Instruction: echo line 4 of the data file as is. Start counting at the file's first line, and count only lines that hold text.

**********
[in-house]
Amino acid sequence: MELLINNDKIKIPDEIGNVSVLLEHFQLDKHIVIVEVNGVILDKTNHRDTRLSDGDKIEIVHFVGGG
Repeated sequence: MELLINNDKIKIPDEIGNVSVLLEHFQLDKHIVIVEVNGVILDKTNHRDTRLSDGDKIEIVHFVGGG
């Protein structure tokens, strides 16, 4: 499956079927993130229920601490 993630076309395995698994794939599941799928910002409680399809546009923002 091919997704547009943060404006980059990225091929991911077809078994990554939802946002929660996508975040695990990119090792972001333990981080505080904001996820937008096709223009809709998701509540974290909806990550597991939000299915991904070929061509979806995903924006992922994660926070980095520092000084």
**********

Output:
């Protein structure tokens, strides 16, 4: 499956079927993130229920601490 993630076309395995698994794939599941799928910002409680399809546009923002 091919997704547009943060404006980059990225091929991911077809078994990554939802946002929660996508975040695990990119090792972001333990981080505080904001996820937008096709223009809709998701509540974290909806990550597991939000299915991904070929061509979806995903924006992922994660926070980095520092000084």